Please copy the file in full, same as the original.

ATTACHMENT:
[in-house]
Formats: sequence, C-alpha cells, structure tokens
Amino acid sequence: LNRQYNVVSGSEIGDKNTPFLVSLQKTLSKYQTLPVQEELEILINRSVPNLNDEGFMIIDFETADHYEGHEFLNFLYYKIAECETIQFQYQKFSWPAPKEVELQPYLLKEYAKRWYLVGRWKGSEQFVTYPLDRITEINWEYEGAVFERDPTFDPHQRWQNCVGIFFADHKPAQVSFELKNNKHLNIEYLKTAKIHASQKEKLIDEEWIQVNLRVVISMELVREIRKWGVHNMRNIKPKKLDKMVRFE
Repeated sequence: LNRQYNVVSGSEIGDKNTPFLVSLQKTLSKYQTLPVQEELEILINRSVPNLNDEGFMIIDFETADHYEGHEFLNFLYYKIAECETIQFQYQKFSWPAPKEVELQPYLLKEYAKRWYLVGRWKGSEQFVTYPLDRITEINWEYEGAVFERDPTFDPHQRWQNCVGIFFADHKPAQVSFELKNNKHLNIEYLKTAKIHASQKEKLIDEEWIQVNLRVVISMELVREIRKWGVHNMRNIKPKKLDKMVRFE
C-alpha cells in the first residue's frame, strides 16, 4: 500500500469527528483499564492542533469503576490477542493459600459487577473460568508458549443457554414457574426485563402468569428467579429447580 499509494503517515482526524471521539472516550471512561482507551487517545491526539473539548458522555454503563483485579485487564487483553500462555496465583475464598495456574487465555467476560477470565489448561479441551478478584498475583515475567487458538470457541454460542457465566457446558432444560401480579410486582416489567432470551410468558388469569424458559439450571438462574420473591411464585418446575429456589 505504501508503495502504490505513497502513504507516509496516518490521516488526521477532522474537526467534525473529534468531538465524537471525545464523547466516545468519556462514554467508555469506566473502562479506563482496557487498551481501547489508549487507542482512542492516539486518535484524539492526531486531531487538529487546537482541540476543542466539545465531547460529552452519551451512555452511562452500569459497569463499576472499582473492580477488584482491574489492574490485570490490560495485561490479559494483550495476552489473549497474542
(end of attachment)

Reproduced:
[in-house]
Formats: sequence, C-alpha cells, structure tokens
Amino acid sequence: LNRQYNVVSGSEIGDKNTPFLVSLQKTLSKYQTLPVQEELEILINRSVPNLNDEGFMIIDFETADHYEGHEFLNFLYYKIAECETIQFQYQKFSWPAPKEVELQPYLLKEYAKRWYLVGRWKGSEQFVTYPLDRITEINWEYEGAVFERDPTFDPHQRWQNCVGIFFADHKPAQVSFELKNNKHLNIEYLKTAKIHASQKEKLIDEEWIQVNLRVVISMELVREIRKWGVHNMRNIKPKKLDKMVRFE
Repeated sequence: LNRQYNVVSGSEIGDKNTPFLVSLQKTLSKYQTLPVQEELEILINRSVPNLNDEGFMIIDFETADHYEGHEFLNFLYYKIAECETIQFQYQKFSWPAPKEVELQPYLLKEYAKRWYLVGRWKGSEQFVTYPLDRITEINWEYEGAVFERDPTFDPHQRWQNCVGIFFADHKPAQVSFELKNNKHLNIEYLKTAKIHASQKEKLIDEEWIQVNLRVVISMELVREIRKWGVHNMRNIKPKKLDKMVRFE
C-alpha cells in the first residue's frame, strides 16, 4: 500500500469527528483499564492542533469503576490477542493459600459487577473460568508458549443457554414457574426485563402468569428467579429447580 499509494503517515482526524471521539472516550471512561482507551487517545491526539473539548458522555454503563483485579485487564487483553500462555496465583475464598495456574487465555467476560477470565489448561479441551478478584498475583515475567487458538470457541454460542457465566457446558432444560401480579410486582416489567432470551410468558388469569424458559439450571438462574420473591411464585418446575429456589 505504501508503495502504490505513497502513504507516509496516518490521516488526521477532522474537526467534525473529534468531538465524537471525545464523547466516545468519556462514554467508555469506566473502562479506563482496557487498551481501547489508549487507542482512542492516539486518535484524539492526531486531531487538529487546537482541540476543542466539545465531547460529552452519551451512555452511562452500569459497569463499576472499582473492580477488584482491574489492574490485570490490560495485561490479559494483550495476552489473549497474542